Dangerous Roads: Cycling Safety Tips

Cyclist drives on the bike path past the traffic jam - First-person view of cyclist/ motion blur stock photo
Written By: Danielle Bartlett, Personal Injury Lawyer
Cyclist drives on the bike path past the traffic jam - First-person view of cyclist/ motion blur stock photo

There has been an upward trend of severe bike-car collisions over the last couple of months in Ottawa. Many cycling advocates blame this recent string of severe and sometimes fatal bike-car collisions as a result of the City's infrastructure and design. These dangerous roads, coupled with the easing of COVID-19 restrictions and only half the summer behind us, the streets and crosswalks are only getting busier as we all get back into our "regular" routines." 

Especially for cyclists, this may mean increased traffic on roads that lack designated bike lanes or cycling traffic signals. In this blog post, I will outline some cycling safety tips to help and avoid serious injuries while riding downtown Ottawa.

When there are no specific bike lanes, drivers and cyclists should remember that regular traffic rules apply. As a helpful reminder, below are the most common challenges that cyclists face, and the best ways to avoid them.

The wrong turn

Most car accidents don't occur from behind or in front of cyclists. They occur when a car is attempting to pass someone on a bike, according to the Canadian Automobile Association (CAA). This includes drivers overtaking cyclists as they make right or left turns, or to merge back into the same lane.

CAA reminds us that cyclists require a metre of space when motor vehicles are attempting to pass them on the road. While drivers should make sure they allow for proper space when passing, cyclists should be cautious and slow down for drivers who may have misgauged a merge.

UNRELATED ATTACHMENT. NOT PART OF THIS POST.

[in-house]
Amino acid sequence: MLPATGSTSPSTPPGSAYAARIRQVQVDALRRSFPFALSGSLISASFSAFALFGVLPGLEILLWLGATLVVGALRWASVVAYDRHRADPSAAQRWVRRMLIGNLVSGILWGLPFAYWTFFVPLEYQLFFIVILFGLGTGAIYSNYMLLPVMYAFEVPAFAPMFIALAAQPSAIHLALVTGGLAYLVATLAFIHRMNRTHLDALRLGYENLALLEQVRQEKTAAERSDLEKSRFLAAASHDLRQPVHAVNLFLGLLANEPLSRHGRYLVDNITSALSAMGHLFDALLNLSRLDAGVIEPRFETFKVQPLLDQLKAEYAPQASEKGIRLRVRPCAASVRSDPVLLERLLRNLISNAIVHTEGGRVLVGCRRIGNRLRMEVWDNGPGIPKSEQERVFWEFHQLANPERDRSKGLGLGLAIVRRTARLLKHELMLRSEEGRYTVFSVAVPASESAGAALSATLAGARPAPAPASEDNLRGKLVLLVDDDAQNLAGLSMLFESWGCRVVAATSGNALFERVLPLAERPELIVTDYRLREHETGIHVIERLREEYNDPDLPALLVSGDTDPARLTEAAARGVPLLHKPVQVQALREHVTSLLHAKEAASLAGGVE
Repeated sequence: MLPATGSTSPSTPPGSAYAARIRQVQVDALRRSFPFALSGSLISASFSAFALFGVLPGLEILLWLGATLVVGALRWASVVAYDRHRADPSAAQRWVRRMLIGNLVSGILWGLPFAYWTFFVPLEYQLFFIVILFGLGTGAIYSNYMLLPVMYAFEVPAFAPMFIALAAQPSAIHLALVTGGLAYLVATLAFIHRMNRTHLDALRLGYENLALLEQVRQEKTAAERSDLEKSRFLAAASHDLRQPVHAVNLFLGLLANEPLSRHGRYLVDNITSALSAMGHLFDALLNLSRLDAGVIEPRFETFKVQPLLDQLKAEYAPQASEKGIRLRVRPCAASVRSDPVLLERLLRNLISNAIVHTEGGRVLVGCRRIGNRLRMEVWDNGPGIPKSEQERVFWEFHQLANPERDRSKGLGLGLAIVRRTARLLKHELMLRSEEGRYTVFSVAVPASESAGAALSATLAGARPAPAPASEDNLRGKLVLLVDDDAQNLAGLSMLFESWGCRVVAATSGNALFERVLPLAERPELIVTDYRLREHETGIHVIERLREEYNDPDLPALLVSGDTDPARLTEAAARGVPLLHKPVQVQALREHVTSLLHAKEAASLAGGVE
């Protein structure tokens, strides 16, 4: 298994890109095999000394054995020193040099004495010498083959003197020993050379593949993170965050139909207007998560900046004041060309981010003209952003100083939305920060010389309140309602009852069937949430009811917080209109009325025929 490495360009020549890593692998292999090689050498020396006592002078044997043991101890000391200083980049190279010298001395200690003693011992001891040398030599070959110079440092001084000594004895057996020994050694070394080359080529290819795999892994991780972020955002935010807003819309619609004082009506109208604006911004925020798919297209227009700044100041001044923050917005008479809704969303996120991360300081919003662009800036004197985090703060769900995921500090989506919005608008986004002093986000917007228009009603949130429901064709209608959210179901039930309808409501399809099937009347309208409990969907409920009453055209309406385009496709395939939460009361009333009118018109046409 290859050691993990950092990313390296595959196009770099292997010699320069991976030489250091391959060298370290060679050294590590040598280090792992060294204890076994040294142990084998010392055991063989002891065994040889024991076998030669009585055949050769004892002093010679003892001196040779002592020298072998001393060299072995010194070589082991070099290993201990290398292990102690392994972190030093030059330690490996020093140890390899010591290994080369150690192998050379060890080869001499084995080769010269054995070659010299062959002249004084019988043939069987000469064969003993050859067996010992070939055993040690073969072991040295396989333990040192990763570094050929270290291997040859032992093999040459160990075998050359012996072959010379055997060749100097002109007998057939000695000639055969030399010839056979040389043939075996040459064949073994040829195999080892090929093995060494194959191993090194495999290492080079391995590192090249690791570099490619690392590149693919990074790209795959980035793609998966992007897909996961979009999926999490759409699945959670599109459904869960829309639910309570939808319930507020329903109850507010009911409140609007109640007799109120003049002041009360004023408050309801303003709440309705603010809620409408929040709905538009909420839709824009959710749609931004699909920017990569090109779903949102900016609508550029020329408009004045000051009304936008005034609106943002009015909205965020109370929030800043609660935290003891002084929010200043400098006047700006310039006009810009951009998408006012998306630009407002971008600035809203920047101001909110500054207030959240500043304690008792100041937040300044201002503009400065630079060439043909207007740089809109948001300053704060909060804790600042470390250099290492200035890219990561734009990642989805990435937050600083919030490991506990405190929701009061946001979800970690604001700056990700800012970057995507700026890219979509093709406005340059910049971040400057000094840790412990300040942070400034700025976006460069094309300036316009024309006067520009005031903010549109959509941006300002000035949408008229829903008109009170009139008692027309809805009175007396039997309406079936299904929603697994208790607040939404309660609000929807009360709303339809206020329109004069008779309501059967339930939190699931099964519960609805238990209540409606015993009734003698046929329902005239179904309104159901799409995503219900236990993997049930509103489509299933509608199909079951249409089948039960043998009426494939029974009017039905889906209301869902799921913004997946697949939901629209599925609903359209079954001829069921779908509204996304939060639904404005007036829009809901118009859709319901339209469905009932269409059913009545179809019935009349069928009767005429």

Wearing a helmet

Following safety tips do not always mean that you will avoid a collision. It's essential to make sure you are wearing the right protective gear when you are knocked off your bicycle while in motion. There are different types of protective gear you can wear, such as knee pads, elbow pads, and even gloves to improve grip strength, but it's the helmet that is the most important." 

According to the Ontario Ministry of Transportation, helmets are mandatory by law for those 18 years of age and younger. However, they are not mandatory for adults. The site outlines the safety benefits of wearing helmets at any age, such as reducing the risks of brain injuries, concussions, and other catastrophic injuries.

On the road to recovery

Despite the best of intentions, cycling accidents do happen. It's best to speak with a personal injury lawyer to determine what you may be entitled to following a collision with a vehicle. At Nicholson Gluckstein, our team of compassionate personal injury lawyers in Ottawa are here to help get you on the road to recovery. For more information about how Nicholson Gluckstein Lawyers can help, please contact us or email me at bartlett@gluckstein.com.





Photo credit:

Istock by Getty Images


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